Qianfeng Pre-Natal School
Qianfeng Hermitage: Zhao Ming Wang
©opyright: Adrian Chan-Wyles (ShiDaDao) 2021.
Original Chinese Language Source Article: http://blog.sina.com.cn/s/blog_64e533c90102yssx.html
Although the martial arts term ‘Ninja’ is a distinctly ‘Japanese pronunciation – the two ideograms used to express this concept are of Chinese origin – namely ‘忍者’ (Ren Zhe). Whether this concept originally spread from China as a martial arts principle – or was distinctly developed in Japan - is open to debate. Certainly, the ‘Ninja’ of medieval Japan occupied entire clan-systems which ‘mirrored’ perfectly their Samurai equivalents with the only difference being that the Samurai clans were socially accepted and the ‘Ninja’ clans were clandestine and considered ‘illegal’. The ‘Ninja’ communities were made-up of the peasantry and any outcast members of the nobility and criminal fraternity, etc. Although the ‘Ninja’ communities were hidden from open view, they were disciplined, followed strict codes of conduct and were dedicated to perfecting many different martial skills designed to ‘counter’ or ‘negate’ every martial advantage the Samurai believed they possessed. In-short, the ‘Ninja’ communities represented a ‘different’ but related blue-print for Japanese feudal society – perhaps one that was internally democratic and fairer than its Samurai alternative, as women were considered ‘equal to men – and practiced martial techniques designed by women for women to use on the battlefield or during ‘assassinations’ - a key skill of the ‘Ninja’ warrior.
The character ‘忍’ (ren3) is comprised of a contracted version of the lower particle ‘心’ (xin1) - which translates as ‘mind’ and ‘heart’ - and the upper particle ‘刃’ (ren4) - which represents a ‘bladed weapon’ such as a ‘knife’ or ‘broad-sword’, The Japanese version of this ideogram appears to have a handle affixed to a blade – a blade said to be covered in ‘blood’:
When combined together, the ideogram ‘忍’ (ren3) suggests a situation where the human mind (and body) is said to be highly skilled swordsmanship – together with ‘tolerating’ the ‘lose’ of a certain amount of one’s own blood – as well as spilling that of the opponent. The training in this martial art is arduous and painful to experience – but this is the path that must be ‘endured’ if mastery is to be achieved. Whereas the ideogram ‘者’ (zhe3) is comprised of the lower particle ‘白’ (bai2) which carries the meaning of the colour ‘White’, whilst the upper particle is ‘耂’ (lao3) and refers to a ‘an old man who is bent-over and has long hair’ - usually implying ‘acquired wisdom overtime’. Therefore, ‘者’ (zhe3) appears to mean a ‘body of expert knowledge acquired by an individual over a long period of study’. The combined term of ‘忍者’ (Ren Zhe) - or ‘Ninja’ - refers to the concept of an ‘accumulated body of knowledge and martial arts skill and acquired by an extraordinary person overtime’. Or, an ‘acquired body of knowledge and martial arts skill that transforms an ordinary person into an extraordinary person’.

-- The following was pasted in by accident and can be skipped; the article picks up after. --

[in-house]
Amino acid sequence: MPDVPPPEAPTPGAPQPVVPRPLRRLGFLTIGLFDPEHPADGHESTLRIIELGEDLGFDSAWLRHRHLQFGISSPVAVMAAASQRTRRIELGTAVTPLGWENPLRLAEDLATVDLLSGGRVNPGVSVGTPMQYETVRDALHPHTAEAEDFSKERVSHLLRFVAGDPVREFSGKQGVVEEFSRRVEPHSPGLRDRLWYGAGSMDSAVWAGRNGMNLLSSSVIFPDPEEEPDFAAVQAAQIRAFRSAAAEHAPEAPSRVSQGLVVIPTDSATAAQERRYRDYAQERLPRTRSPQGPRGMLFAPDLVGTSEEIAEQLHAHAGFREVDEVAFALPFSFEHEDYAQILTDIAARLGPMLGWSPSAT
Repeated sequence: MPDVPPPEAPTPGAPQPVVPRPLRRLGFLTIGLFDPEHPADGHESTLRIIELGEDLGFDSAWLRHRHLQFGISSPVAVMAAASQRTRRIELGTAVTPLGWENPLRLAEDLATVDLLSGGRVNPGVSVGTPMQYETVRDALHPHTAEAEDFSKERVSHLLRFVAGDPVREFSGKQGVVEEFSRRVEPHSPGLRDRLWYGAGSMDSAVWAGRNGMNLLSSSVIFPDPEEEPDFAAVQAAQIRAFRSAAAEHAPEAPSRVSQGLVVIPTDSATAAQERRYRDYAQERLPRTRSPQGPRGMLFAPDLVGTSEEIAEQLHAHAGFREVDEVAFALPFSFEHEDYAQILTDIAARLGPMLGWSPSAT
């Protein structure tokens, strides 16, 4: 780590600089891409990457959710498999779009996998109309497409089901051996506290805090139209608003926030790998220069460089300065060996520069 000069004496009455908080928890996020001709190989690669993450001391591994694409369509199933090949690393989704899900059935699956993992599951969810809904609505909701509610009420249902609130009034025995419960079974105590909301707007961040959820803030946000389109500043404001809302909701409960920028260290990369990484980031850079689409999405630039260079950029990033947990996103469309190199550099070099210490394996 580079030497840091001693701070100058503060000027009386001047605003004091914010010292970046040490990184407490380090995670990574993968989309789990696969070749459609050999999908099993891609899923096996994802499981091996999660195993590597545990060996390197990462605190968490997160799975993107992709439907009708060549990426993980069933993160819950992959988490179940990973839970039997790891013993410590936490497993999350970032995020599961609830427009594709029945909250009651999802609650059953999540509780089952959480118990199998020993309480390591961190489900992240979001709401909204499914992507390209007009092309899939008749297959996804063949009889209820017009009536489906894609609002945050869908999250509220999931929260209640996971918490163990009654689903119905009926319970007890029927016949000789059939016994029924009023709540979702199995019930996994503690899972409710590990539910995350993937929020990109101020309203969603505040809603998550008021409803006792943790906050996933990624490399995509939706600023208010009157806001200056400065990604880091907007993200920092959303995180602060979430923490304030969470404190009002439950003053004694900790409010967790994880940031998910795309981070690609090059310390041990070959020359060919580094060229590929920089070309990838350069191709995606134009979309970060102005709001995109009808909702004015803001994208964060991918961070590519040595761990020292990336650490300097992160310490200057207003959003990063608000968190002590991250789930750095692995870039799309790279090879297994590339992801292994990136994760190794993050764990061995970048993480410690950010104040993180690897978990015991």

忍術 (Ninjutsu) - ‘Ren Shu’ = ‘Endurance Art’
忍法 (Ninpo) - ‘Ren Fa’ = ‘Endurance Law’
Ninjutsu originally derived from an indigenous, traditional Japanese fighting technique known as the ‘Thorn Kill Art’ (刺杀术 - Ci Sha Shu) - perhaps implying the ability to ‘assassinate an opponent using a poisoned-dart'. Later, this art absorbed several Chinese cultural influences such as the ‘Art of War’ by Sunzi", and the martial principles contained within the ‘Six Secret Teachings’, etc. There is a legend that a Chinese Buddhist monk travelled to Japan early-on, and brought various Tantric Buddhist and Traditional Chinese Medicine techniques (perhaps around the 8th century CE) which were combined with Japanese Shintoism. This mixture of Chinese and Japanese martial elements was integrated to finally form ‘Ninjutsu’. The techniques of ‘evasion’ and ‘invisibility’ in were emphasised in the city – whilst ‘ambushes’ and the ability to suddenly ‘disappear’ was perfected in the mountainous areas.